Sunday, November 13, 2005

Those familiar concepts

The Sunday Telegraph has picked up a story my colleague wrote about back in September, though, to be fair, he found it in the Financial Times Observer column. Presumably, because the Commission official was not named in the original story, Justin Stares in Brussels has decided that these are two separate people. Or, maybe, he simply does not read any other newspaper, let alone any blog.

Still, the story does bear repeating, reminding us as it does of past accusations issued against whistle blowers by the Commission and those of us with longer memory of the way the dear departed Soviet Union used to deal with dissidents.

It seems that Jose Sequeira, a Portuguese career diplomat, who has been working in the Commission’s ministry for development (what on earth is that?) has found, to his surprise, that there are entries in his personnel notes which said that his behaviour “sowed doubt regarding the state of his mental health”. Well, not creeping schizophrenia, at least, so beloved by Soviet psychiatrists.

What was this behaviour, one asks oneself? Or, rather, one asks the Commission? According to the Telegraph article
“He was put on permanent sick leave after tests found he suffered "verbal hyper-productivity" and a "lack of conceptual content" in his speech.”
And there I was thinking that those were absolute prerequisites for getting a job with the Commission. They certainly are if you want to be the Commissar for Truth and Reconciliation. Just read the fragrant Margot’s blog if you do not believe me. A clearer case of verbal hyper-productivity and lack of conceptual content I have yet to see.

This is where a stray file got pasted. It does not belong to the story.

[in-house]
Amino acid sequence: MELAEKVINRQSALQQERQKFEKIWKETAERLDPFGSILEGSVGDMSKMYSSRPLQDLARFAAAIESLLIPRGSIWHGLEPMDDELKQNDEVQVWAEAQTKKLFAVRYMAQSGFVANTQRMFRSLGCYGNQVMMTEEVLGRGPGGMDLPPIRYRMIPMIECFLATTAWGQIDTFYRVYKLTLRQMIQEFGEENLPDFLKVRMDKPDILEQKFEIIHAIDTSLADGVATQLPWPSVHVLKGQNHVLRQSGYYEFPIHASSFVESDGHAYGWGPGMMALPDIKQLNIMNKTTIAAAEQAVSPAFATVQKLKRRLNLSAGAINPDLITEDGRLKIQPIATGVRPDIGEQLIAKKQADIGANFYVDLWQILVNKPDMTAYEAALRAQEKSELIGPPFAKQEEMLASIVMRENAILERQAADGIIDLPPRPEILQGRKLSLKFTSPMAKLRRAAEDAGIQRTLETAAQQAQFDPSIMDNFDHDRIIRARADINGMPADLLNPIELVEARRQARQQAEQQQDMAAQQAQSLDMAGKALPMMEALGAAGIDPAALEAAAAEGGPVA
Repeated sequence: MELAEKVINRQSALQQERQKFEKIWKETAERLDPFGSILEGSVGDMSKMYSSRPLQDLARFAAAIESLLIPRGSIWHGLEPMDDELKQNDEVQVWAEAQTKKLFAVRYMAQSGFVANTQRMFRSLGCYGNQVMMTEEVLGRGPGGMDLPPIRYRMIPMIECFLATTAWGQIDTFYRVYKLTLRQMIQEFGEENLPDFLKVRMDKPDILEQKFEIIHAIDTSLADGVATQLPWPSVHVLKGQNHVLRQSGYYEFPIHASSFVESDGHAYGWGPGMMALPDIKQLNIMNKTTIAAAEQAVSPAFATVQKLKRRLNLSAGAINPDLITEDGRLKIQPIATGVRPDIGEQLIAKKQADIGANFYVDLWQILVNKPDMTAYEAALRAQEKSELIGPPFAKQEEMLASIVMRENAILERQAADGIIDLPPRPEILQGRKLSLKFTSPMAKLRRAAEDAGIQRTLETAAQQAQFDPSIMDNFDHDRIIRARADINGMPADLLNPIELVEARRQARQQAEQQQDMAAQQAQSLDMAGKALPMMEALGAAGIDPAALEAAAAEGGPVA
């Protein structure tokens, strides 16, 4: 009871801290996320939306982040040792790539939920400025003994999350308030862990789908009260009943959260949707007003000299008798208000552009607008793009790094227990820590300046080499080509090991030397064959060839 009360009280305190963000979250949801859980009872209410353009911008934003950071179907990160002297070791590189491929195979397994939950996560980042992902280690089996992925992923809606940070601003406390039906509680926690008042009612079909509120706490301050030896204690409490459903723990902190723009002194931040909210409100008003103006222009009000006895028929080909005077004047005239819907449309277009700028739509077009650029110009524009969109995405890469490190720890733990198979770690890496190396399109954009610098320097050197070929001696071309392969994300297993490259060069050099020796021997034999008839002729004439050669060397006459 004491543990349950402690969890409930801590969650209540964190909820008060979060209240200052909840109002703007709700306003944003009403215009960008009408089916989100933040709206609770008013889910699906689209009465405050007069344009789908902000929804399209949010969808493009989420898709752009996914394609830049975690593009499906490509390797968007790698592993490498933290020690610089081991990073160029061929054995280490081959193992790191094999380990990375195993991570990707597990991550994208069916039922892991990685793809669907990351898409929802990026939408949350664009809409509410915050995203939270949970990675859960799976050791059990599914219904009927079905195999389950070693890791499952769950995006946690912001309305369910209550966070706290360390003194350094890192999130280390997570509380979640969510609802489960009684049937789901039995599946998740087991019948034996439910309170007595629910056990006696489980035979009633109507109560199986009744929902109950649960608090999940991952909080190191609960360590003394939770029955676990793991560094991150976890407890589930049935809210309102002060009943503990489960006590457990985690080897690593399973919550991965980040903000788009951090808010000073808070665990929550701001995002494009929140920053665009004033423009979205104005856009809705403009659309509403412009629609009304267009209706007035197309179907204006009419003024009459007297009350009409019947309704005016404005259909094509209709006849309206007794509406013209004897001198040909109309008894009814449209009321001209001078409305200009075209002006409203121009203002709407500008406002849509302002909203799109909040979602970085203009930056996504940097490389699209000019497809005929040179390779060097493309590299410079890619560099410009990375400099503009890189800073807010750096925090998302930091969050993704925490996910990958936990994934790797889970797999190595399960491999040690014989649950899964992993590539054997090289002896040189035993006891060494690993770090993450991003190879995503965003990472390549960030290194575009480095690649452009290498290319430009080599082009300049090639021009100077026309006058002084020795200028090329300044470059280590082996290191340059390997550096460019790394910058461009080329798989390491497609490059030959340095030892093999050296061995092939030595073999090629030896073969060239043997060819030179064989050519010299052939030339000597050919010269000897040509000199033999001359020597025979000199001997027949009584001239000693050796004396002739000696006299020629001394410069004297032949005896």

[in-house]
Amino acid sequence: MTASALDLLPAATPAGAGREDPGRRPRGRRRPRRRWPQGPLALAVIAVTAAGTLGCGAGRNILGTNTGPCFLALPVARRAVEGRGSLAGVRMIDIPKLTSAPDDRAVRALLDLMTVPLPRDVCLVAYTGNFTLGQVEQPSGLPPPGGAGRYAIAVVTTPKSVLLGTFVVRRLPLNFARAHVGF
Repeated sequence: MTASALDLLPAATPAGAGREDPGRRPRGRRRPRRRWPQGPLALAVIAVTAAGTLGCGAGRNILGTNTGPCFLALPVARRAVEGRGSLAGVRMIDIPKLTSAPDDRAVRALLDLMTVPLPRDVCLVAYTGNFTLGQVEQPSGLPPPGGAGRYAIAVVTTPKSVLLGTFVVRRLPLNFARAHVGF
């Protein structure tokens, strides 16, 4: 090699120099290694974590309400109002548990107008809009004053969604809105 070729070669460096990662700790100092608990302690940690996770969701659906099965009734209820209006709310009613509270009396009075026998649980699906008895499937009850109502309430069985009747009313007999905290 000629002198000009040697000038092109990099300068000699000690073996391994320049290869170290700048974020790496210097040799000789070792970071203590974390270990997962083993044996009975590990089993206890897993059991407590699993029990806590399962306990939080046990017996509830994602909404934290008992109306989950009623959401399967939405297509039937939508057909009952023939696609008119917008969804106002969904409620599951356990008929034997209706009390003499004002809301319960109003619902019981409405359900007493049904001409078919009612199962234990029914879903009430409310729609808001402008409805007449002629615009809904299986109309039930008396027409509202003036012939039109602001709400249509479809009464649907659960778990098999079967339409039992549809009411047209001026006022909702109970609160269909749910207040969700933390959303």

It seems that Mr Sequeira was offered early retirement, which he refused. Now early retirement, especially if it is in any way enforced, is expensive business with the Commission. The pay-off and subsequent perks are extremely generous, unless, of course, you can prove that something is wrong with the early retiree.

Mr Sequeira tells an extraordinary tale:
“They offered me early retirement in February 2004 and I refused. The medical service then began to call me straight away asking me to come in for consultations, which I thought was strange. A month later I received notice that I had been placed on compulsory medical leave for psychiatric reasons but told that the commission would drop the issue if I agreed to early retirement.

I protested, and a few days later the doctor came to my desk with security guards to physically remove me from my building. There is a system of psychiatric trials in place in the commission and I am a victim. I am not the only one, but the first to decide to fight the system.”
It is that “I am not the only one” that sends shivers down one’s spine. How many more and who are they? Of course, we know that Martha Andreasen, Paul van Buitenen and Bernard Connolly were all described as unstable and having pasychiatric problems after they revealed various unsavoury aspects of the project.

It seems that Mr Sequeira found himself in that company quite by accident. According to him,
“… his relationship with his superiors soured when they became wrongly convinced that he was planning to blow the whistle on an internal fraud scandal. He says that he had no knowledge of any fraud, but that he then fell victim to a campaign to discredit him.”
Mr Sequeira has had himself examined by four psychiatrists in an attempt to prove himself sane and is taking the Commission to court. His case is being championed by Paul van Buitenen, who knows a thing or two about dirty games played by the Commission.

One or two other people have surfaced with stories of how they were threatened with psychiatric reports if they did not take early retirement when it was suggested to them. For once the word Kafkaesque, so often misused, would be applied accurately.

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